The Cretaceous period's carnivorous answer to a camel has been unearthed in Europe after 130 million years, a new study say.
The new, hunchbacked species of dinosaur sprouted spiky, featherlike shafts on its arms; was probably a powerful runner; and likely ate small dinosaurs, crocodiles, and early mammals, researchers say.
Discovered via a finely preserved, nearly complete skeleton found in central Spain, the 20-foot-long (6-meter-long) Concavenator corcovatus—"the hunchback hunter from Cuenca"—had two raised backbones, each 1.3 feet (40 centimeters) taller than the dinosaurs' other vertebrae.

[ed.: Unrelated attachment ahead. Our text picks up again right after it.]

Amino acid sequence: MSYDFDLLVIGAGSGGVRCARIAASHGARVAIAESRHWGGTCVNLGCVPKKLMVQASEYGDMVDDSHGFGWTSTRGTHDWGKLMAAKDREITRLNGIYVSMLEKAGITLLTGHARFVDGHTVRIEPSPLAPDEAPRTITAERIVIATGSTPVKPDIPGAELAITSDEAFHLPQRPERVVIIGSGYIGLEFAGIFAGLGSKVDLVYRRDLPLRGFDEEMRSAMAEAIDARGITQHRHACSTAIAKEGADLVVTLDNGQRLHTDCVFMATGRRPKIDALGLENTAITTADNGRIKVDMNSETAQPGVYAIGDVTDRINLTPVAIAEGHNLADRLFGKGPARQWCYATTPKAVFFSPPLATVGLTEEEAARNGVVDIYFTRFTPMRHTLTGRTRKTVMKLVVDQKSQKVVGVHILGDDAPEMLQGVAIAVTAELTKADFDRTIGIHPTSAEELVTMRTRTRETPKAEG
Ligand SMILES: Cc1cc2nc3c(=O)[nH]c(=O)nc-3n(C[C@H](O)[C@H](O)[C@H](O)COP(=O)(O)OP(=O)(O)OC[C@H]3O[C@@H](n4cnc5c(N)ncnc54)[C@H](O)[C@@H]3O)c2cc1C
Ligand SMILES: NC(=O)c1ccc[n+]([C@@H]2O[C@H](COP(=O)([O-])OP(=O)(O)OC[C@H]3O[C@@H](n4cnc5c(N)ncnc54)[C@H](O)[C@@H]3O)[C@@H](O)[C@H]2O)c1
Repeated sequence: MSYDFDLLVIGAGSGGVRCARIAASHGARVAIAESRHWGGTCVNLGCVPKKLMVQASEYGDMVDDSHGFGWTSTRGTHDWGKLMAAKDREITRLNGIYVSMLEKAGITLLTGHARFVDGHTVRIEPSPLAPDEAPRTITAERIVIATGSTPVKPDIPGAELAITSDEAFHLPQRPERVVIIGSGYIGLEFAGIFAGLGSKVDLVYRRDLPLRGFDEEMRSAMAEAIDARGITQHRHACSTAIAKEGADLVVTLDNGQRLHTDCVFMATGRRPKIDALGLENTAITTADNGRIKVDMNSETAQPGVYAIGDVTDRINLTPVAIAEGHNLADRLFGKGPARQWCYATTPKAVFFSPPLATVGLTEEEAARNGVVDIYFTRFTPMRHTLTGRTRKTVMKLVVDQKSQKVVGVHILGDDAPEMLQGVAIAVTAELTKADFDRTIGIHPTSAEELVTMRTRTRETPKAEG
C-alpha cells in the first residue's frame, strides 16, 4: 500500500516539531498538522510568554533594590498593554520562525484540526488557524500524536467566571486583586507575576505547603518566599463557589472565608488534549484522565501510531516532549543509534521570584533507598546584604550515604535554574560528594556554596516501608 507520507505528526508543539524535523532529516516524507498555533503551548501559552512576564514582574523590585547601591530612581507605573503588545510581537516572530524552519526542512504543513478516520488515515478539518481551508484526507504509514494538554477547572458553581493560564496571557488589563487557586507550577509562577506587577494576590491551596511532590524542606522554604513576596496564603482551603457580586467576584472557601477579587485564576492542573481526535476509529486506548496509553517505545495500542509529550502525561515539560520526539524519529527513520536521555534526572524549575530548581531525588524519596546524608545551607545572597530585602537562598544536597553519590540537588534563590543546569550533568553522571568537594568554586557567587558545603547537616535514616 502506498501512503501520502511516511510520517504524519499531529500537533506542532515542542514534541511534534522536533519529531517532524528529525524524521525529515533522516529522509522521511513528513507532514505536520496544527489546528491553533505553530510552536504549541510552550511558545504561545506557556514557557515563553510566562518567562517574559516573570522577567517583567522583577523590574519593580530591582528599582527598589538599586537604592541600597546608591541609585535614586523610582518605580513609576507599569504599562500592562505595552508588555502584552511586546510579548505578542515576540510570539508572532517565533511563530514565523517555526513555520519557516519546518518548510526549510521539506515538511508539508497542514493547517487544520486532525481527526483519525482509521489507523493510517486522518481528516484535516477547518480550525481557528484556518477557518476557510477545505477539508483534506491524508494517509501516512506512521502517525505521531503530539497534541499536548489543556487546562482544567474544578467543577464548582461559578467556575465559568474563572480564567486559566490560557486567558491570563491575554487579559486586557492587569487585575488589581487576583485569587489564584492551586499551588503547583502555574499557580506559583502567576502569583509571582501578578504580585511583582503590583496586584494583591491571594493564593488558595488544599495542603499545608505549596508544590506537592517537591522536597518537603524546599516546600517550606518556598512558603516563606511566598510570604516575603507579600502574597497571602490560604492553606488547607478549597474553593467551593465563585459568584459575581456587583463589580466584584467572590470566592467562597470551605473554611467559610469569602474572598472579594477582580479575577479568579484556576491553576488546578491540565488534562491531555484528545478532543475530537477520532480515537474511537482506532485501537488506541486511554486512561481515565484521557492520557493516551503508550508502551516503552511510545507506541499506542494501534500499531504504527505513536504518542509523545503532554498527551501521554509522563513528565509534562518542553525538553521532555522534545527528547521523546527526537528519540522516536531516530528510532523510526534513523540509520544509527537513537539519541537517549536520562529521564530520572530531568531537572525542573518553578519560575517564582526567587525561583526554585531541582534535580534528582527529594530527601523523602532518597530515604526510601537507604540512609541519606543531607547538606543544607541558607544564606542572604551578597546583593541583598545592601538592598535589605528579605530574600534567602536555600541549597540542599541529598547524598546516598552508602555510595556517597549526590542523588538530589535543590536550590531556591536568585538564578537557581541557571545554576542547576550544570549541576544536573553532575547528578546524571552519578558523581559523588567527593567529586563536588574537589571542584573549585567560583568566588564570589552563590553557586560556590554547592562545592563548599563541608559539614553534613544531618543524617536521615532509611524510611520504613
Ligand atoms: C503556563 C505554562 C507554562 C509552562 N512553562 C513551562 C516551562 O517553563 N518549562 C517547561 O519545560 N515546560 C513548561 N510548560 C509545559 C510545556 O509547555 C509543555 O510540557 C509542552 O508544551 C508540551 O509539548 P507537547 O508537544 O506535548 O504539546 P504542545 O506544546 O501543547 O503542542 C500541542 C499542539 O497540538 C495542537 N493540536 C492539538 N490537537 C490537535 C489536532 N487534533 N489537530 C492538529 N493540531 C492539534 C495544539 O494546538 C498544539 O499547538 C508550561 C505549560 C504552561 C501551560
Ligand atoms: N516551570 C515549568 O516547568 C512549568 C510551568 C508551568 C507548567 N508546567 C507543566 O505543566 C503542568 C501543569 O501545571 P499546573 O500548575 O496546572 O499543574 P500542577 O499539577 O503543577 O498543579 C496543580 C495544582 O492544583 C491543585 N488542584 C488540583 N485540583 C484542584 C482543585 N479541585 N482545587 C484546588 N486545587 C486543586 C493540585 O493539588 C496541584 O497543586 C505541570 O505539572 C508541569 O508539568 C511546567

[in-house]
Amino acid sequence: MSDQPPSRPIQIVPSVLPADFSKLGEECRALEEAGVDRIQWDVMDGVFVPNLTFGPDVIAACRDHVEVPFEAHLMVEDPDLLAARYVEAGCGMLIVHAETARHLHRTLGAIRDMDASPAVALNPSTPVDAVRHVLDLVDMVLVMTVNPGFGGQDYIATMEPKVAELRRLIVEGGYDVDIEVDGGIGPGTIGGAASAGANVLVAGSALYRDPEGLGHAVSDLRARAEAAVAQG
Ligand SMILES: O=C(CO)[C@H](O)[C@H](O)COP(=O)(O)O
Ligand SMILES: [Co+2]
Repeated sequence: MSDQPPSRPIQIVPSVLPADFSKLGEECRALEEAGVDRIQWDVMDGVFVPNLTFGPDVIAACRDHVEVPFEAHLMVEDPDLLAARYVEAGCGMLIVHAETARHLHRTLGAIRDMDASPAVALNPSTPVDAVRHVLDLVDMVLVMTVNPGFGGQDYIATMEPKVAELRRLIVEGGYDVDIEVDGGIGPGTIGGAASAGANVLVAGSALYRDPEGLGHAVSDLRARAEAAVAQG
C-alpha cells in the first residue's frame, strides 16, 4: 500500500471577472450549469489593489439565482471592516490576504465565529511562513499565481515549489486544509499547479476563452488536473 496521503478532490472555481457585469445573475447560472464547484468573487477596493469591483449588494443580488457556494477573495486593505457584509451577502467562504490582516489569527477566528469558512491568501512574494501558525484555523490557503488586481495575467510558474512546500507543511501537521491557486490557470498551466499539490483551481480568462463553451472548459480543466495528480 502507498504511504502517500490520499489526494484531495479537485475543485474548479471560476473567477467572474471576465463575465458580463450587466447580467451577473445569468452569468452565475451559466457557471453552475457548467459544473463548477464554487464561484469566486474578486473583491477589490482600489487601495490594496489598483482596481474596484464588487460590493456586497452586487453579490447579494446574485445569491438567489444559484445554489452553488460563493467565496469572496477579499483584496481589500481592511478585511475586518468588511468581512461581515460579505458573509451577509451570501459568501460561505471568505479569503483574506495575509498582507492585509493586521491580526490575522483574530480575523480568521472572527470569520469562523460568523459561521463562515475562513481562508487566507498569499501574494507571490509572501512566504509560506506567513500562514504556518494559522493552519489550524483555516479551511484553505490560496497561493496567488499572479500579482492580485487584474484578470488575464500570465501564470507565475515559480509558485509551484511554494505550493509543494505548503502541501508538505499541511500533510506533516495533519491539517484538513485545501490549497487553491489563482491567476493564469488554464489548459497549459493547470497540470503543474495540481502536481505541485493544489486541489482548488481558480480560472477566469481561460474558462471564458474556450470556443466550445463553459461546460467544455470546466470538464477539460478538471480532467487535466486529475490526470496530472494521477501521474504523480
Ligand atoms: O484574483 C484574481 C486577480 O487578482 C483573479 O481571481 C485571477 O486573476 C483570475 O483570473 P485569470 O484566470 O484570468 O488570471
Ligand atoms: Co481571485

C. corcovatus's hump possibly supported a mound of fleshy tissue storing fat, as on a camel, according to the study team, led by paleontologist Francisco Ortega of the Universidad Nacional de Educacíon a Distancia in Madrid.
Alternatively, the hump might have had a display role—for example, attracting a mate or intimidating rivals—or may have helped diffuse heat and regulate body temperature, Ortega said.
I refuse to call it a camelsaur.
So, being a carcharodontosaurid spread to likely point that quills if not feathers evolved, right?